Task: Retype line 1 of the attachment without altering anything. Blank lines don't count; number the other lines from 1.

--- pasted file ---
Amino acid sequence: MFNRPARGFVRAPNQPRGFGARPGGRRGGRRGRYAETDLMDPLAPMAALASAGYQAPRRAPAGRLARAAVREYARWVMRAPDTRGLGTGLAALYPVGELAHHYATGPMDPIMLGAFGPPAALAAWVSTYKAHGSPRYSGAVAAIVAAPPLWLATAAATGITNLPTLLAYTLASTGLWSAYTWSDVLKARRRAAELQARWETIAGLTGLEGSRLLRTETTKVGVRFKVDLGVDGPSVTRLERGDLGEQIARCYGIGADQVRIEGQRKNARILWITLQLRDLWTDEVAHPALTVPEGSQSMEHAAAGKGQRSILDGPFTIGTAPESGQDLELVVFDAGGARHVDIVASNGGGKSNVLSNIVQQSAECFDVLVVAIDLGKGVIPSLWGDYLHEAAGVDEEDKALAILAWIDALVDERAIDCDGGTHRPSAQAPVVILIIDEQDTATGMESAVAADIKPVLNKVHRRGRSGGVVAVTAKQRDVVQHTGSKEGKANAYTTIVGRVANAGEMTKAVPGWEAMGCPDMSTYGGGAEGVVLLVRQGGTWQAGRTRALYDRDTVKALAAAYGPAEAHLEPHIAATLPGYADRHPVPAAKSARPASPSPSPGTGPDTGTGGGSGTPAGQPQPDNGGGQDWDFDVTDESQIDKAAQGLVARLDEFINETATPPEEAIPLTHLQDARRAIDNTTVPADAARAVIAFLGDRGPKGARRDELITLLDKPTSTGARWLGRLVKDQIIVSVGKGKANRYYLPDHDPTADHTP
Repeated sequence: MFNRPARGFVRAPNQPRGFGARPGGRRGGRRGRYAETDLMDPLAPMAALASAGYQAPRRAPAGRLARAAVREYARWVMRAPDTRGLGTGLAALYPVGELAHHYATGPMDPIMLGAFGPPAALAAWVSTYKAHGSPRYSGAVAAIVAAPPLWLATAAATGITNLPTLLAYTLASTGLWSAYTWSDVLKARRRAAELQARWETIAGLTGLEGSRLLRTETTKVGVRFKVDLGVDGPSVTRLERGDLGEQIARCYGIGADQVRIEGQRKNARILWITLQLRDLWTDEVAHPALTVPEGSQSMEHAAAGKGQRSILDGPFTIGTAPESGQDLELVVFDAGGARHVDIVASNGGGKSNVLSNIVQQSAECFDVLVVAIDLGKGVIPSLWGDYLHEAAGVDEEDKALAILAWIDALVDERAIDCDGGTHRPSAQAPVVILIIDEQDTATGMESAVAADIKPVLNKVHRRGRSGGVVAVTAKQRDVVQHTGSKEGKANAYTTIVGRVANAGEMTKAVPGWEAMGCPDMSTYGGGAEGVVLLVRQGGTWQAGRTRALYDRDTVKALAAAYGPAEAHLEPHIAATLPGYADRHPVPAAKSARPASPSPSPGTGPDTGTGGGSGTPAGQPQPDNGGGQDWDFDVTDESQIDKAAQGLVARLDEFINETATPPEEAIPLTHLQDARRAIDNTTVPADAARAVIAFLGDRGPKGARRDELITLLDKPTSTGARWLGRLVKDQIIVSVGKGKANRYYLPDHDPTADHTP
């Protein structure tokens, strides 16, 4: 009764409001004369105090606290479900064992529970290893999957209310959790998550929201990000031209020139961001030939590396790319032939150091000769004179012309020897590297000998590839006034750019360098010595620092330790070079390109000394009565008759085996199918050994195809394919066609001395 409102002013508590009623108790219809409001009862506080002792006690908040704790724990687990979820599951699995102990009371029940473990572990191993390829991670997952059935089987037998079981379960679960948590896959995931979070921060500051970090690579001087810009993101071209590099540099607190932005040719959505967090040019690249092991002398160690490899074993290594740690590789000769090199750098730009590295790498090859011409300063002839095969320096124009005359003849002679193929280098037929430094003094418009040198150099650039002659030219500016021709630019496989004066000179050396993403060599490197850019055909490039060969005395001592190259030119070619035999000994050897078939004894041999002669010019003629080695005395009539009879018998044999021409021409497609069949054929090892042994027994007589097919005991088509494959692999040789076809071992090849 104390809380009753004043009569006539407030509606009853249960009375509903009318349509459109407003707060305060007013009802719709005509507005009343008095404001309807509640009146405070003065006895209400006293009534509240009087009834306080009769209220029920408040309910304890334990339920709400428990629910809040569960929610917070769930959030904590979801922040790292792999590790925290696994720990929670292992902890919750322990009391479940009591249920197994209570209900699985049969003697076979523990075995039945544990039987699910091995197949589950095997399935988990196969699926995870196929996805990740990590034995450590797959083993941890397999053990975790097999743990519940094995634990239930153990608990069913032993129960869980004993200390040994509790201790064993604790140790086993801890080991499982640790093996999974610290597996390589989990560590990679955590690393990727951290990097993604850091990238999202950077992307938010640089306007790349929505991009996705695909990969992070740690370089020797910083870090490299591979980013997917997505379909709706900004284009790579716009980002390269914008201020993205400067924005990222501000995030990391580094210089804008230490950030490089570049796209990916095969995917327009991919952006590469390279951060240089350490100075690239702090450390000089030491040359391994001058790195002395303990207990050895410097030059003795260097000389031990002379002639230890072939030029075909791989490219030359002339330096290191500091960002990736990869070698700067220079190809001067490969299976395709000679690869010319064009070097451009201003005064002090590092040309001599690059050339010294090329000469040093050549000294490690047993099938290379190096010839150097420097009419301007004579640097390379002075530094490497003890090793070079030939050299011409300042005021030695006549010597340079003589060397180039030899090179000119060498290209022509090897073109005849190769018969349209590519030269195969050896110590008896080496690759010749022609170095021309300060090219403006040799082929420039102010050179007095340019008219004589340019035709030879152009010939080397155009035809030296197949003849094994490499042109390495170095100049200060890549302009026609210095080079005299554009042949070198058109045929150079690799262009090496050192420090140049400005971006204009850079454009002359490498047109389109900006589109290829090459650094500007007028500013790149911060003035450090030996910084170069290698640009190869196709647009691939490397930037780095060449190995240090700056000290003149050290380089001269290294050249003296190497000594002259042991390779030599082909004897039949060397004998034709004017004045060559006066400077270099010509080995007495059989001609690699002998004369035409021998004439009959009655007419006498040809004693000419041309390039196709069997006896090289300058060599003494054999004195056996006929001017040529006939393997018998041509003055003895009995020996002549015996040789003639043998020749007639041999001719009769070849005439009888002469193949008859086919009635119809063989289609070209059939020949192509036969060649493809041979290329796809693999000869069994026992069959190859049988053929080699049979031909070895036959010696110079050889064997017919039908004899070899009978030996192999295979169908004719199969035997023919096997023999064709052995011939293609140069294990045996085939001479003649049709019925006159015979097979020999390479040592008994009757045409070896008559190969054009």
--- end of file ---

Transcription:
Amino acid sequence: MFNRPARGFVRAPNQPRGFGARPGGRRGGRRGRYAETDLMDPLAPMAALASAGYQAPRRAPAGRLARAAVREYARWVMRAPDTRGLGTGLAALYPVGELAHHYATGPMDPIMLGAFGPPAALAAWVSTYKAHGSPRYSGAVAAIVAAPPLWLATAAATGITNLPTLLAYTLASTGLWSAYTWSDVLKARRRAAELQARWETIAGLTGLEGSRLLRTETTKVGVRFKVDLGVDGPSVTRLERGDLGEQIARCYGIGADQVRIEGQRKNARILWITLQLRDLWTDEVAHPALTVPEGSQSMEHAAAGKGQRSILDGPFTIGTAPESGQDLELVVFDAGGARHVDIVASNGGGKSNVLSNIVQQSAECFDVLVVAIDLGKGVIPSLWGDYLHEAAGVDEEDKALAILAWIDALVDERAIDCDGGTHRPSAQAPVVILIIDEQDTATGMESAVAADIKPVLNKVHRRGRSGGVVAVTAKQRDVVQHTGSKEGKANAYTTIVGRVANAGEMTKAVPGWEAMGCPDMSTYGGGAEGVVLLVRQGGTWQAGRTRALYDRDTVKALAAAYGPAEAHLEPHIAATLPGYADRHPVPAAKSARPASPSPSPGTGPDTGTGGGSGTPAGQPQPDNGGGQDWDFDVTDESQIDKAAQGLVARLDEFINETATPPEEAIPLTHLQDARRAIDNTTVPADAARAVIAFLGDRGPKGARRDELITLLDKPTSTGARWLGRLVKDQIIVSVGKGKANRYYLPDHDPTADHTP